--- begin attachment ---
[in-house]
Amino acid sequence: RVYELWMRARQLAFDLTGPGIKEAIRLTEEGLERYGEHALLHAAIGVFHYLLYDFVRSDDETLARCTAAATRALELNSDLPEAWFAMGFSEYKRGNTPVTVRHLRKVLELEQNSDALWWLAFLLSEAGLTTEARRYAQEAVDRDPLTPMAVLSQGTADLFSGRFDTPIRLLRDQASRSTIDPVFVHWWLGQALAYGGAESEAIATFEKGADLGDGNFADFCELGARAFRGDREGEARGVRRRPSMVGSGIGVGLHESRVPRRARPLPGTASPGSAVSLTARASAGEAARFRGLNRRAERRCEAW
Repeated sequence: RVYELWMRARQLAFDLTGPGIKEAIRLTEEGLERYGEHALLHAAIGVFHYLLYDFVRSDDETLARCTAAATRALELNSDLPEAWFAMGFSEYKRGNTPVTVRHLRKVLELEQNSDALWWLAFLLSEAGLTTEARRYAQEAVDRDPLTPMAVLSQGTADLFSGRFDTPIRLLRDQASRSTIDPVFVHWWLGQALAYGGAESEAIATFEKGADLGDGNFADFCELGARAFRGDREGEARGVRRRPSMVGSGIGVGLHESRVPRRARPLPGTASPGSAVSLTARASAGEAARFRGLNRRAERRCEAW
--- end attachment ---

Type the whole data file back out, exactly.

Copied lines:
[in-house]
Amino acid sequence: RVYELWMRARQLAFDLTGPGIKEAIRLTEEGLERYGEHALLHAAIGVFHYLLYDFVRSDDETLARCTAAATRALELNSDLPEAWFAMGFSEYKRGNTPVTVRHLRKVLELEQNSDALWWLAFLLSEAGLTTEARRYAQEAVDRDPLTPMAVLSQGTADLFSGRFDTPIRLLRDQASRSTIDPVFVHWWLGQALAYGGAESEAIATFEKGADLGDGNFADFCELGARAFRGDREGEARGVRRRPSMVGSGIGVGLHESRVPRRARPLPGTASPGSAVSLTARASAGEAARFRGLNRRAERRCEAW
Repeated sequence: RVYELWMRARQLAFDLTGPGIKEAIRLTEEGLERYGEHALLHAAIGVFHYLLYDFVRSDDETLARCTAAATRALELNSDLPEAWFAMGFSEYKRGNTPVTVRHLRKVLELEQNSDALWWLAFLLSEAGLTTEARRYAQEAVDRDPLTPMAVLSQGTADLFSGRFDTPIRLLRDQASRSTIDPVFVHWWLGQALAYGGAESEAIATFEKGADLGDGNFADFCELGARAFRGDREGEARGVRRRPSMVGSGIGVGLHESRVPRRARPLPGTASPGSAVSLTARASAGEAARFRGLNRRAERRCEAW